Weill Cornell Bone Marrow Transplant Program

Glossary of Terms

Absolute Granulocyte/Neutrophil Count (ANC): A measure of the number of neutrophil (also known as segmented neutrophils or segs) present in the blood. Neutrophils are a type of white blood cell that fights against infection. ANC= (%neutrophils + %bands) x White Blood Count.

Afebrile: Without fever.

Allogeneic Stem Cell Transplant: Stem cells are obtained from a donor who is not an identical twin. This is usually a brother or sister, but may be an unrelated volunteer donor. The stem cells are usually collected from the blood, but may be collected from the bone marrow.

Anemia: A reduced number of red blood cells that can cause you to be pale, weak, tired and feel breathless.

Apheresis: The collection of specific cells from the blood using a specialized machine.

Apheresis Catheter: An intravenous tube that is placed in a large vein under the collarbone. This catheter can be used to collect stem cells during the apheresis process or to allow infusions into the bloodstream or drawing blood from the patient

Autologous Stem Cell Transplant: You serve as your own donor. The stem cells are usually collected from the blood, but may be collected from the bone marrow.

Bone Marrow: The soft sponge like material inside large bones.

Bone Marrow Transplantation: The process of treating disease with high doses of chemotherapy +/- radiation therapy and using fresh stem cells to replace damaged or diseased bone marrow.

Chemotherapy: Medication used to treat cancer cells.

Central Venous Catheter: A small flexible tube that is inserted into a large vein near the heart. This is used as a route for medications, nutritional supplements, administration of blood products, and to obtain blood samples.

Cord Blood: Umbilical cord blood is collected from the umbilical cord and placenta after a baby is born. This cord is rich in blood-forming cells. The donated cord blood is tested, frozen and stored at a cord blood bank for future use.

Engraftment: The process in which the normal growth and production of blood cells in the bone marrow resume after transplant.

Febrile: Having a fever.

Graft Versus Host Disease (GVHD): A medical condition when the transplanted cells (graft) attack certain organs in the recipient (patient).

Growth Factors: Naturally occurring substances in the body that control the production and function of blood cells. These substances can be used as medications to help blood counts improve.

Haplo-identical: Stem cells are obtained from an individual that is not fully matched genetically. This is usually a brother or sister, but may be a child or parent.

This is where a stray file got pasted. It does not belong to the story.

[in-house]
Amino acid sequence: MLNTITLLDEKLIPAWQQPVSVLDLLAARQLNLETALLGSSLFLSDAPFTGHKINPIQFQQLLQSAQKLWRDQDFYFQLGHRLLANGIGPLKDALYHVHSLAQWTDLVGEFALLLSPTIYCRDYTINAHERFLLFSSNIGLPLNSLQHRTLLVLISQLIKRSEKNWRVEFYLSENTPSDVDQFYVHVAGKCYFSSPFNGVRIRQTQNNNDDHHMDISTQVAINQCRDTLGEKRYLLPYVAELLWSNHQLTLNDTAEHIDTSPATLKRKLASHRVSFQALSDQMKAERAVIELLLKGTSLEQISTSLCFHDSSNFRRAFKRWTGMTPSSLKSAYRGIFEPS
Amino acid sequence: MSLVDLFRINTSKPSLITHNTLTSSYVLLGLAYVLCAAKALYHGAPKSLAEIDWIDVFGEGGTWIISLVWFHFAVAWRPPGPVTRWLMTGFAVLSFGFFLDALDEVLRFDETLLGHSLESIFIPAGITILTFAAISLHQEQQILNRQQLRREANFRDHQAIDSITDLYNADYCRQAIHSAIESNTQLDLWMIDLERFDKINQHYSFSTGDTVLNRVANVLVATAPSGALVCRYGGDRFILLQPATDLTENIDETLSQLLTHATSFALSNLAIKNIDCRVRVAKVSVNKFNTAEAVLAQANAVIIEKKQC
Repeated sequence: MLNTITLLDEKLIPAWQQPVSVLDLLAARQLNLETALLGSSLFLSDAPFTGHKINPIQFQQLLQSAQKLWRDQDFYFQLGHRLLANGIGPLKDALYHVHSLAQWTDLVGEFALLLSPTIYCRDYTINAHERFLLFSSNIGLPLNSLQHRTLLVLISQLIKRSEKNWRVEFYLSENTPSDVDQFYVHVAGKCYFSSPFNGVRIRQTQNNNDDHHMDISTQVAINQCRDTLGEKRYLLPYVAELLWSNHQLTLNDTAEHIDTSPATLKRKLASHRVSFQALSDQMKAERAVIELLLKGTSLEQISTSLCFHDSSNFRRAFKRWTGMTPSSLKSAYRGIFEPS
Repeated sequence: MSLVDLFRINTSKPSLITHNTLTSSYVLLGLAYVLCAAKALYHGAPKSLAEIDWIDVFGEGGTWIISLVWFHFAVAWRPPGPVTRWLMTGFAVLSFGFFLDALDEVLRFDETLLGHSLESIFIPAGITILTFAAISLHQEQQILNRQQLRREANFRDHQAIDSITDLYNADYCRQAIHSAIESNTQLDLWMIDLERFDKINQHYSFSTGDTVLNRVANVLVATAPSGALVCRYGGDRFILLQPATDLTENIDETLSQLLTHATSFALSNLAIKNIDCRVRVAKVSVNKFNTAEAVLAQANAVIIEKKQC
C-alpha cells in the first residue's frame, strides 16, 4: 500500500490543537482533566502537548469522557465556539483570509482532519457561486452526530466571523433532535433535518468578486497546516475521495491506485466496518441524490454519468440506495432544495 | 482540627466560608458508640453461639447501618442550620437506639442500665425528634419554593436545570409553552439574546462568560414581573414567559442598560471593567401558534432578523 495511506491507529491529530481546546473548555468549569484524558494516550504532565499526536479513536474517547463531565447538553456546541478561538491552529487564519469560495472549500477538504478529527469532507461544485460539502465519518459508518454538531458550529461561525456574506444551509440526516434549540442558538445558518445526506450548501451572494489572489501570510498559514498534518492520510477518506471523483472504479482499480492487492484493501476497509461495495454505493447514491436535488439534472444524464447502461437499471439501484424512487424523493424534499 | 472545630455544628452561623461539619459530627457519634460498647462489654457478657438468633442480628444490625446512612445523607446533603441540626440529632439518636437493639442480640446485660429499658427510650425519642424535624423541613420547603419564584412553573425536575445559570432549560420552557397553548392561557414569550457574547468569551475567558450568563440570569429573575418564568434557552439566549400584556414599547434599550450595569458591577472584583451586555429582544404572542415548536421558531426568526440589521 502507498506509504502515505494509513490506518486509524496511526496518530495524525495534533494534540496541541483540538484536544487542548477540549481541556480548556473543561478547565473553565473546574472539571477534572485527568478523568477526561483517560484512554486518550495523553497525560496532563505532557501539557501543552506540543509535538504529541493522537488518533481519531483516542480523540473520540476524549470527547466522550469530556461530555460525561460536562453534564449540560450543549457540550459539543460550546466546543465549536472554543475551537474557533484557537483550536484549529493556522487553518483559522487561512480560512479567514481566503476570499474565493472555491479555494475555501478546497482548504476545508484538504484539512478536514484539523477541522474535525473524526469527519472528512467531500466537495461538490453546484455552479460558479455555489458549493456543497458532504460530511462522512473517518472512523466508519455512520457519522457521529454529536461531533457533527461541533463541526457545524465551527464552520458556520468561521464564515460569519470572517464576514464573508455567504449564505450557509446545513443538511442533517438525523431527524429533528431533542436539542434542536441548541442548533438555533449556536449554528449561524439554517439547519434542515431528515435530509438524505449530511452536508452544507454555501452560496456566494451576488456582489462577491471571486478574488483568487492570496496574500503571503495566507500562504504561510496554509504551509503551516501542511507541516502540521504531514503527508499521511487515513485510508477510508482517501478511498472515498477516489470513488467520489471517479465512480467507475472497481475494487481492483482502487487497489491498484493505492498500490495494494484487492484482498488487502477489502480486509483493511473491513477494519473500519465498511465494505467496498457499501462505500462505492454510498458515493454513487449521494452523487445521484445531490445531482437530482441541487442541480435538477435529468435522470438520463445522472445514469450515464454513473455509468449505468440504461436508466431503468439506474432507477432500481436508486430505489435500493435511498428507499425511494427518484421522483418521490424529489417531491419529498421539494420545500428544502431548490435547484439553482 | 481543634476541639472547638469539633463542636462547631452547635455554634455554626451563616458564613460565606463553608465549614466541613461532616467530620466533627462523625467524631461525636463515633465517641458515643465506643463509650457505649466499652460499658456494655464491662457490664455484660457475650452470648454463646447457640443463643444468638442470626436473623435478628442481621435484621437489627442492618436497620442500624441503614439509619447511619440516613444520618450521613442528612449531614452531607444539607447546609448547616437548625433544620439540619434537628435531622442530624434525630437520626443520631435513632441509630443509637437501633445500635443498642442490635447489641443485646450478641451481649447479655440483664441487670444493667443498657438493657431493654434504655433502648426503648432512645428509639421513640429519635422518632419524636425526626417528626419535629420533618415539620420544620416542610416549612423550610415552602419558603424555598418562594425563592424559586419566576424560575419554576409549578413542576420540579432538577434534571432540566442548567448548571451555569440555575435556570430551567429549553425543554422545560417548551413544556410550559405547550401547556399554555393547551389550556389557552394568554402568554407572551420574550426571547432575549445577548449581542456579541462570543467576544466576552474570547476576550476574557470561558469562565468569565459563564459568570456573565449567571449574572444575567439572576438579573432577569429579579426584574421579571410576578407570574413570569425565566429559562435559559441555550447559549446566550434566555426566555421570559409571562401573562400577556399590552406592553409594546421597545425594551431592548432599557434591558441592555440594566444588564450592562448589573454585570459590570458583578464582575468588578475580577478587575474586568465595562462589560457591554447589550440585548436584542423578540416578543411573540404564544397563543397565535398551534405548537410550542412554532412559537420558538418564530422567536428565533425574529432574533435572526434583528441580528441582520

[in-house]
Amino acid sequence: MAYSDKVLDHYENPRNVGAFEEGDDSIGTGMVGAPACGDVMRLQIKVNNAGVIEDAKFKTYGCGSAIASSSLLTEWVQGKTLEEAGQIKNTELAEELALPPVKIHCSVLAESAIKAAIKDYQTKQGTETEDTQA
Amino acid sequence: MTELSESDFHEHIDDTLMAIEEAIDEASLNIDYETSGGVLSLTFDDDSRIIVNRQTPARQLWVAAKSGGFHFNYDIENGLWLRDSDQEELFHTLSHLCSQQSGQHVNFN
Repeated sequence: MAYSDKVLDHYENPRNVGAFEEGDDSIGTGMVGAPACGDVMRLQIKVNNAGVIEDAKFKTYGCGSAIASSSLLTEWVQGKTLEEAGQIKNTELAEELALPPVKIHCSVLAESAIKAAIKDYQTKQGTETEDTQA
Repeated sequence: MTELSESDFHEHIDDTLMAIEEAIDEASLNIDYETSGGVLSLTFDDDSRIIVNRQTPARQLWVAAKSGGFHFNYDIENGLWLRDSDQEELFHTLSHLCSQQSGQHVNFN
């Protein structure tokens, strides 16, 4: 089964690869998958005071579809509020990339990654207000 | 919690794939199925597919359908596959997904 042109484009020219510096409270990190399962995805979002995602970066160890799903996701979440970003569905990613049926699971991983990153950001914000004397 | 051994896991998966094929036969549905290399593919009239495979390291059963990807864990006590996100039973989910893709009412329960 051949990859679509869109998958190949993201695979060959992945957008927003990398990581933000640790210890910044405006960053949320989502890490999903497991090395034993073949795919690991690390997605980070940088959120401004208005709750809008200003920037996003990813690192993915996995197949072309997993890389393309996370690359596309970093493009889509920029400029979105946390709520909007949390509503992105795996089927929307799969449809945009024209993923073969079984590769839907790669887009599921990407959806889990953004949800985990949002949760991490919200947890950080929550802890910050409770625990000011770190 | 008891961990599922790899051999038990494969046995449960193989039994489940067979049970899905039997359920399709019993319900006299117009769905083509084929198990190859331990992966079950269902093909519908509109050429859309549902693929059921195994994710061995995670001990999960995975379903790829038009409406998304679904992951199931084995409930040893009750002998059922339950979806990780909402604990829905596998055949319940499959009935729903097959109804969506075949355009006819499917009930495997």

Hemoglobin: The part of a red blood cell that contains iron. Iron binds to oxygen and is transported throughout the body.

HLA Typing: A series of tests done to determine how closely the stem cells of a donor match with the recipient (patient). This is the unique type of an individual. It is not the blood type.

Immune System: A network of organs, cells and specialized substances that are distributed throughout the body and defend it from infection or disease.

Immunosuppression: A decrease in the immune system’s ability to fight infection, which can be caused by chemotherapy, radiation therapy, and other drugs.

Mucositis: Reddening ad soreness of the tongue, lips, mouth, throat and gastrointestinal tract from chemotherapy or radiation therapy.

Myeloablative: Doses of chemotherapy and/or radiation that completely kills the bone marrow.

Neutropenia: Low neutrophil count. A person with neutropenia is at high risk for developing an infection.

Neutrophil: A type of white blood cell which provides defense against infection.

Non-Myeloablative: Doses of chemotherapy and/or that do not completely kill the bone marrow.

Peripheral Blood Stem Cell: Blood cells that are circulating in the blood stream and which have the ability to develop into white cells, red cells, and platelets.

Peripheral Blood Stem Cell Transplant: A type of transplant in which stem cells that circulate in the bloodstream are collected and later given back to a patient after high doses of chemotherapy and radiation are given.

Platelets: Tiny blood cells that help prevent bleeding and help the blood to clot.

Pneumonia: A disease in which the lungs are inflamed or infected.

Protocol: The outline or specific plan for a treatment.

Radiation Therapy: A type of treatment for cancer that uses radiant energy waves to damage or kill cancer cells.

Red Blood Cell: A type of blood cell, an erythrocyte, which carries oxygen in the body.

Side Effect: A usually undesirable effect from a drug or other treatment.

Syngeneic Transplant: Patients receive stem cells from their identical twin.

Thrombocytopenia: A decreased number of platelets in the blood.

Total Body Irradiation (TBI): Radiation treatment of the entire body, used to destroy malignant cells and bone marrow cells in preparation for transplant.

Veno-Occlusive Disease: A disease caused by obstruction of blood flow through the small blood vessels in the liver, resulting in damage to the liver.

White Blood Cells: A type of blood cell, that helps fight infection and is part of your immune system.